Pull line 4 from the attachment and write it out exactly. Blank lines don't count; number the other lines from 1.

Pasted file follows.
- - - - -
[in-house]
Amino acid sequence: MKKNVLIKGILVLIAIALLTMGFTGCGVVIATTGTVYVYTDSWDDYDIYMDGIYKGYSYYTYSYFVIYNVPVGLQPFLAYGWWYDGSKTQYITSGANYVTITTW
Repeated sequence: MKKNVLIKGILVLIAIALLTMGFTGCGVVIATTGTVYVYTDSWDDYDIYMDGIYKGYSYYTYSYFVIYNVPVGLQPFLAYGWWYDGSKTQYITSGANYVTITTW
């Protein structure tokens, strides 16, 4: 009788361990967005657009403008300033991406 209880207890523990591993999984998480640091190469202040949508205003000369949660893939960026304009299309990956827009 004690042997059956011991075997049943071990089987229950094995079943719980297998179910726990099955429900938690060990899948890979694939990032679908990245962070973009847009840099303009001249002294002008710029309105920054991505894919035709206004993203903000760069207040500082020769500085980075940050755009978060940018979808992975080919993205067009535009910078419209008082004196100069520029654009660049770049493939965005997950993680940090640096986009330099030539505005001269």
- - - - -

């Protein structure tokens, strides 16, 4: 009788361990967005657009403008300033991406 209880207890523990591993999984998480640091190469202040949508205003000369949660893939960026304009299309990956827009 004690042997059956011991075997049943071990089987229950094995079943719980297998179910726990099955429900938690060990899948890979694939990032679908990245962070973009847009840099303009001249002294002008710029309105920054991505894919035709206004993203903000760069207040500082020769500085980075940050755009978060940018979808992975080919993205067009535009910078419209008082004196100069520029654009660049770049493939965005997950993680940090640096986009330099030539505005001269």